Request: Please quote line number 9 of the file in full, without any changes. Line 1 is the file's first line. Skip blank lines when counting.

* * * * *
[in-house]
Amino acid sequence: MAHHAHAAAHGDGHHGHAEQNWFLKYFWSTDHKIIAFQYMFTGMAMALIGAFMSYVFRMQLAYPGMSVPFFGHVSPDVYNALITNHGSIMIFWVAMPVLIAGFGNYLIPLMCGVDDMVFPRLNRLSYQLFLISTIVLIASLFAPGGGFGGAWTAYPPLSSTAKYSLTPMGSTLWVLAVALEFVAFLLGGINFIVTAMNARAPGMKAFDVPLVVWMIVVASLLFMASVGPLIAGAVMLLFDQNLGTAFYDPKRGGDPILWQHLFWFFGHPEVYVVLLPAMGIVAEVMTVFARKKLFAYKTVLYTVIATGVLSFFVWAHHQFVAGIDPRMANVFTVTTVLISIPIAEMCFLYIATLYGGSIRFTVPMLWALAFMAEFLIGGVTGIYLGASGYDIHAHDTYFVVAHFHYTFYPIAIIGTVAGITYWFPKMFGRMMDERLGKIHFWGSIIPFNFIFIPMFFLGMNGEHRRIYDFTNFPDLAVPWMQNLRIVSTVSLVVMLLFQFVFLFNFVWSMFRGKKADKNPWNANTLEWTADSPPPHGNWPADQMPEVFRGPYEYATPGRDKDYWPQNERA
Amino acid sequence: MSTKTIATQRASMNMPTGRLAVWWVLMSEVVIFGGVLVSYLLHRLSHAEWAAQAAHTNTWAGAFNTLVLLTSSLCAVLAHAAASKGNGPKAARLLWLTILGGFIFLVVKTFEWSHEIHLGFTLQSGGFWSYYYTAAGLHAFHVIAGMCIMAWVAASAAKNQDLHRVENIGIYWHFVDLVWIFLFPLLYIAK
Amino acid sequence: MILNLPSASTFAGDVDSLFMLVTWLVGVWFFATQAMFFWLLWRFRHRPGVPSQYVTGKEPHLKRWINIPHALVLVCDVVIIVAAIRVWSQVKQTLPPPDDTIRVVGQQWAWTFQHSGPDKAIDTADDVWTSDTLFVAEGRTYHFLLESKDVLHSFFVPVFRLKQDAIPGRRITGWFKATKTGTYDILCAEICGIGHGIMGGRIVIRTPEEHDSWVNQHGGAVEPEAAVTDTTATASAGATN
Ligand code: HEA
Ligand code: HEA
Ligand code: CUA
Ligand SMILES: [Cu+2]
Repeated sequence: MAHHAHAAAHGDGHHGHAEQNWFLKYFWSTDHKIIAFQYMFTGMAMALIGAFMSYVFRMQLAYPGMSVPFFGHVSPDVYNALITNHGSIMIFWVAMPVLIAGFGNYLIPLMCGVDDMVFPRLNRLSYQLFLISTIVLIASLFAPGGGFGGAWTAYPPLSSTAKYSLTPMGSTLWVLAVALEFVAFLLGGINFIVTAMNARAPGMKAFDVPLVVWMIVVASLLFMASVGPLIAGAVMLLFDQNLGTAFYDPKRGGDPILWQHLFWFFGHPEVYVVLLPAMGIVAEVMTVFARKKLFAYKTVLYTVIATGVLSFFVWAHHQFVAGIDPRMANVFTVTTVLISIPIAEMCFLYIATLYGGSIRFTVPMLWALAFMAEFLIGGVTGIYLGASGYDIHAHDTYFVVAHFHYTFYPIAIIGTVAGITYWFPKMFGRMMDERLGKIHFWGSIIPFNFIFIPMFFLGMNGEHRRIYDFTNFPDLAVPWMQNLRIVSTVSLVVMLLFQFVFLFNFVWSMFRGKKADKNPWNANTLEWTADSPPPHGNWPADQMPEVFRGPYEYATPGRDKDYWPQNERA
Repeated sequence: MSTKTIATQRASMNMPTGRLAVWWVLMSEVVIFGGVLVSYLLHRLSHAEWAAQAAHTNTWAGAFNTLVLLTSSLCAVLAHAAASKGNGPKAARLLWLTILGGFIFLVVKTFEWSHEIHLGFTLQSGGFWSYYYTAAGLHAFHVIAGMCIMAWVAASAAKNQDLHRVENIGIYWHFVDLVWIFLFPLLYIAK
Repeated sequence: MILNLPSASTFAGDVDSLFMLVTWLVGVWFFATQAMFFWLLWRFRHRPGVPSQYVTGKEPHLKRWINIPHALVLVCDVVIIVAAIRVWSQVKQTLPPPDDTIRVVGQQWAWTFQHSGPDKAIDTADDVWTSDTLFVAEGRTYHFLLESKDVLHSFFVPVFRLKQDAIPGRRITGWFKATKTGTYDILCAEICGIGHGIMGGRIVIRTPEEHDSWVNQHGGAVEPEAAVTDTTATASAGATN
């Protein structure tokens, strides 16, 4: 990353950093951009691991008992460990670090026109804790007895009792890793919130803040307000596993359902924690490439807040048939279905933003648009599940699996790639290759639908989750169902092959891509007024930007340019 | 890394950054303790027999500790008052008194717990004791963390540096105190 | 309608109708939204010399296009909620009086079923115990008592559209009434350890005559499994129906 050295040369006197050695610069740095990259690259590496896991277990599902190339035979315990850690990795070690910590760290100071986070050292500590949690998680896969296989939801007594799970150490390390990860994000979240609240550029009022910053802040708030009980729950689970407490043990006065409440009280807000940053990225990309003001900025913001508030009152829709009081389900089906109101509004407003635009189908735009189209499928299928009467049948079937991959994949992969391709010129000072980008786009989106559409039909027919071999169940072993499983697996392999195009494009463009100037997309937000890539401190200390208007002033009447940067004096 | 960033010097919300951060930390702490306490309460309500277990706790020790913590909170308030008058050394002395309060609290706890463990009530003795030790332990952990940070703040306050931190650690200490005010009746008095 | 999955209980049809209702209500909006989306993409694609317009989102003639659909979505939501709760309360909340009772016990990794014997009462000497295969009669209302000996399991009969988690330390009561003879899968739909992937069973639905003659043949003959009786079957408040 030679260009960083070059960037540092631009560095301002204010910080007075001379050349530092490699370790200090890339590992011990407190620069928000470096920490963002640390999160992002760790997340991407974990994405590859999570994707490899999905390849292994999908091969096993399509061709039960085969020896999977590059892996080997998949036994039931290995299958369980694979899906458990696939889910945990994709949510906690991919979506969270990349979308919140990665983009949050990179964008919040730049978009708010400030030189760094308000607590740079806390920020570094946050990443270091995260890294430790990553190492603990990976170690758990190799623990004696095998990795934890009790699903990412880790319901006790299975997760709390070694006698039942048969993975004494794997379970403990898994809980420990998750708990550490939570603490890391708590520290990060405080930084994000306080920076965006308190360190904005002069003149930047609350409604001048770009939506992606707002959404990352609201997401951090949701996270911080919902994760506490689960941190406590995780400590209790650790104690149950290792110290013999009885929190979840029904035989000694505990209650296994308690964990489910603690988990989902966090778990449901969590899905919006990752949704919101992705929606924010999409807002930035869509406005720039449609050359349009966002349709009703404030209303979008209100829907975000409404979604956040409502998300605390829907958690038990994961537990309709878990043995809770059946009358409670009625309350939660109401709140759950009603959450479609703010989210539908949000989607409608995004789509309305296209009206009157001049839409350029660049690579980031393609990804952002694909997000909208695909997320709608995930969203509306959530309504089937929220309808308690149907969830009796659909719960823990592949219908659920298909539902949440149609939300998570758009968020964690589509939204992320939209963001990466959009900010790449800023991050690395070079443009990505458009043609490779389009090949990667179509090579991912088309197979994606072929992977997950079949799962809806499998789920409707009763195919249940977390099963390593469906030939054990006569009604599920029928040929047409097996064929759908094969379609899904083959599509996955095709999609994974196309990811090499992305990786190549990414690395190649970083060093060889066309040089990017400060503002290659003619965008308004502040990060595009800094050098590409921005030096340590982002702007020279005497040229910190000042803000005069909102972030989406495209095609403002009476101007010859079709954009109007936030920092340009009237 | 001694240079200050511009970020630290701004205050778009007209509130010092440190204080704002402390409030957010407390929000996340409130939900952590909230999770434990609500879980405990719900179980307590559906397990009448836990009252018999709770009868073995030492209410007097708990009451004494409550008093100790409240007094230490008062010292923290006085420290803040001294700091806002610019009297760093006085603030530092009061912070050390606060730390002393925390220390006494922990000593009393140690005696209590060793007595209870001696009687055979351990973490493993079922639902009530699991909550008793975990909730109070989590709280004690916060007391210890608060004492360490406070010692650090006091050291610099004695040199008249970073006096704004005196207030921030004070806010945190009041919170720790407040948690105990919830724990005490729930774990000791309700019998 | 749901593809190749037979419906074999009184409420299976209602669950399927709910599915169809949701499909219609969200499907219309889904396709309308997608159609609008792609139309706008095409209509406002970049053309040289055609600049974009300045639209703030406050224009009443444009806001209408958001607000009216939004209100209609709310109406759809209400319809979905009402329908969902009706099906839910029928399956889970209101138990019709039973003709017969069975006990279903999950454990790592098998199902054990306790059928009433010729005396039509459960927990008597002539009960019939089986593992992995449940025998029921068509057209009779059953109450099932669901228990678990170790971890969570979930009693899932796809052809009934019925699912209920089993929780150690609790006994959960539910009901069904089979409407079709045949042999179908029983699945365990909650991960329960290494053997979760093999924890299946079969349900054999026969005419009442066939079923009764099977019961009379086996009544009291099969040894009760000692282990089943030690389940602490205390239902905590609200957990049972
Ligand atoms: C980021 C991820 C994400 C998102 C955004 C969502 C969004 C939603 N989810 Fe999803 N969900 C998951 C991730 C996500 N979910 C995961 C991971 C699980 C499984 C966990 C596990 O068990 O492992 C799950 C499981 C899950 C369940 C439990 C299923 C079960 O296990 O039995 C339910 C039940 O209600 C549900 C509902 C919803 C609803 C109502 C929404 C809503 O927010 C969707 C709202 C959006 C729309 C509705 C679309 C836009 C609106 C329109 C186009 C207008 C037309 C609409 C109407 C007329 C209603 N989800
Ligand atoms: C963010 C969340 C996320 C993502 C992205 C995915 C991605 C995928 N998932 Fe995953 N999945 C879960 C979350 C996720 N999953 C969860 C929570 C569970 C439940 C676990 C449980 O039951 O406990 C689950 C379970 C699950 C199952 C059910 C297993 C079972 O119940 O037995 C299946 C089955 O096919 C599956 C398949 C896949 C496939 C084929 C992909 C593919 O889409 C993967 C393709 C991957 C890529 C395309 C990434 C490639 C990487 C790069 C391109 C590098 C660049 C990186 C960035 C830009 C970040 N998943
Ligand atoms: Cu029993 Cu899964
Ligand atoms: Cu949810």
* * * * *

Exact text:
Repeated sequence: MAHHAHAAAHGDGHHGHAEQNWFLKYFWSTDHKIIAFQYMFTGMAMALIGAFMSYVFRMQLAYPGMSVPFFGHVSPDVYNALITNHGSIMIFWVAMPVLIAGFGNYLIPLMCGVDDMVFPRLNRLSYQLFLISTIVLIASLFAPGGGFGGAWTAYPPLSSTAKYSLTPMGSTLWVLAVALEFVAFLLGGINFIVTAMNARAPGMKAFDVPLVVWMIVVASLLFMASVGPLIAGAVMLLFDQNLGTAFYDPKRGGDPILWQHLFWFFGHPEVYVVLLPAMGIVAEVMTVFARKKLFAYKTVLYTVIATGVLSFFVWAHHQFVAGIDPRMANVFTVTTVLISIPIAEMCFLYIATLYGGSIRFTVPMLWALAFMAEFLIGGVTGIYLGASGYDIHAHDTYFVVAHFHYTFYPIAIIGTVAGITYWFPKMFGRMMDERLGKIHFWGSIIPFNFIFIPMFFLGMNGEHRRIYDFTNFPDLAVPWMQNLRIVSTVSLVVMLLFQFVFLFNFVWSMFRGKKADKNPWNANTLEWTADSPPPHGNWPADQMPEVFRGPYEYATPGRDKDYWPQNERA